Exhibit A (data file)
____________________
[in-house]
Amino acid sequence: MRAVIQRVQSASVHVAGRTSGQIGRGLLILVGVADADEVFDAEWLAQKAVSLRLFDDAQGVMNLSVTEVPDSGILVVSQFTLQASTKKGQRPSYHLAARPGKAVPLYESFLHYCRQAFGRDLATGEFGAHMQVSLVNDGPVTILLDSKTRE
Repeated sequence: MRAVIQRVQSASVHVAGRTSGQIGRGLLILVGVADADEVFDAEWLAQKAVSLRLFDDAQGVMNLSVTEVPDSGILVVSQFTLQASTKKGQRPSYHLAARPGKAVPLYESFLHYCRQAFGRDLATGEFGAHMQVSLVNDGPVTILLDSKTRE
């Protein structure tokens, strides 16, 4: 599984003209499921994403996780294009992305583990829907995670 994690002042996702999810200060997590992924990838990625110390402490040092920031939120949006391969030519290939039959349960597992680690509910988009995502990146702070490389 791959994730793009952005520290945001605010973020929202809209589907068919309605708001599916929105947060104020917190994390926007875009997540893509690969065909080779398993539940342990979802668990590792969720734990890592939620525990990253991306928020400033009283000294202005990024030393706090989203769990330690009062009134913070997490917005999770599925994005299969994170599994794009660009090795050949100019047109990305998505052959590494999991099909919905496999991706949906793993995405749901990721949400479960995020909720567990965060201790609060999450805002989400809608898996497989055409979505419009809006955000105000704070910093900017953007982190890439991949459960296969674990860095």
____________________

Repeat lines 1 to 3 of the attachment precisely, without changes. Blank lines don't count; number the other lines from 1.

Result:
[in-house]
Amino acid sequence: MRAVIQRVQSASVHVAGRTSGQIGRGLLILVGVADADEVFDAEWLAQKAVSLRLFDDAQGVMNLSVTEVPDSGILVVSQFTLQASTKKGQRPSYHLAARPGKAVPLYESFLHYCRQAFGRDLATGEFGAHMQVSLVNDGPVTILLDSKTRE
Repeated sequence: MRAVIQRVQSASVHVAGRTSGQIGRGLLILVGVADADEVFDAEWLAQKAVSLRLFDDAQGVMNLSVTEVPDSGILVVSQFTLQASTKKGQRPSYHLAARPGKAVPLYESFLHYCRQAFGRDLATGEFGAHMQVSLVNDGPVTILLDSKTRE